Top three things I want to remember from this book and hopefully follow in work and life.
- It is not easy to build a team on top of honesty and candor. This is not because people are bad or not trustable. We slowly lose the honesty and candor as we grow big. We all try our best to avoid hard conversations/feedback. We all want to keep things the way it is. We need to put a ton of steps in the right direction to build a team of honesty and candor.
- One needs to put the right steps in place to protect the ideas in the early stage (aka “the ugly babies”). If you’ve read the book “The Mom Test: How to Talk to Customers and Learn If Your Business is a Good Idea when Everyone is Lying to You”, then this is completely against what everything you might have read in that. It is always hard to ‘predict’ which idea is going to win and which is going to lose.
- Planning for failure is hard. Harder than all of us think. We all are optimistic. Especially founders are horribly optimistic. I wish I get better at this one. Even while reading the book, I was more focused on avoiding failure rather than going through one.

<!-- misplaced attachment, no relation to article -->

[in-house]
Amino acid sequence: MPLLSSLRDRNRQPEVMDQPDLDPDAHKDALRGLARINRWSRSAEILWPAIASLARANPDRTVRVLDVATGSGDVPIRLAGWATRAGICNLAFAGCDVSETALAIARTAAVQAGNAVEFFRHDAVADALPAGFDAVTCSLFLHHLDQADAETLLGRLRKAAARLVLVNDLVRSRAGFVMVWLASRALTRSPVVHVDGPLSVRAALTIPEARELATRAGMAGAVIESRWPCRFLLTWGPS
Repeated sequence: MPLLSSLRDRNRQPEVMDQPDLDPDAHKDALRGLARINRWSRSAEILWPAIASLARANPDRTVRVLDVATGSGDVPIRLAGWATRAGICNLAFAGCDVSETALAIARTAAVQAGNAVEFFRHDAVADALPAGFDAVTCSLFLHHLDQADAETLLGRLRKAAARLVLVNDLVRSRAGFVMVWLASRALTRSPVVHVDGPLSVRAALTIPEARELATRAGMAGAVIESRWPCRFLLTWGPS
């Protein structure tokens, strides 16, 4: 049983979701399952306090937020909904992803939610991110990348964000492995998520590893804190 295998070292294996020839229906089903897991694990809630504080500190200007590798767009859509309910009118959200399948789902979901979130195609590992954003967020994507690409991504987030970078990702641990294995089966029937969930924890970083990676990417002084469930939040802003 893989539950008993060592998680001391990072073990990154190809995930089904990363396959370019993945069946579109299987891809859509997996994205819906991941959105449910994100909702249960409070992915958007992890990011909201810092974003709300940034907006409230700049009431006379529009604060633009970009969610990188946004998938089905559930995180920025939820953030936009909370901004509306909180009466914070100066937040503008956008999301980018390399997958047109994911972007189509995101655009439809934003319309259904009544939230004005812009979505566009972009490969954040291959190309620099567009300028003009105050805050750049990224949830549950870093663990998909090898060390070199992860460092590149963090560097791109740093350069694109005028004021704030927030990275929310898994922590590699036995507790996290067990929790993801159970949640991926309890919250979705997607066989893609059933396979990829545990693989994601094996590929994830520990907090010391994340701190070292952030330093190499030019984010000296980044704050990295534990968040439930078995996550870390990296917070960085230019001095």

This book is an amazing read for early founders, managers, and HR folks. The book explains the way how to build the culture in a company.
The only caveat is to avoid the temptation of doing the same things mentioned in the book (like removing the big table in a board room or creating a group like Braintrust). Every company builds its own culture. Taking inspiration from other successful companies and copying from other things are two different things.
Similarly, a company that creates a movie operates differently than a SAAS company. You get one big launch for a movie after months of hard work. And there is no way to fix bugs after the movie is launched. We ship code at least twice a day. We can (even though we avoid to) ship a bug in the morning and fix it by the evening.
Still a great read. The book had the right mix of stories, technology and culture.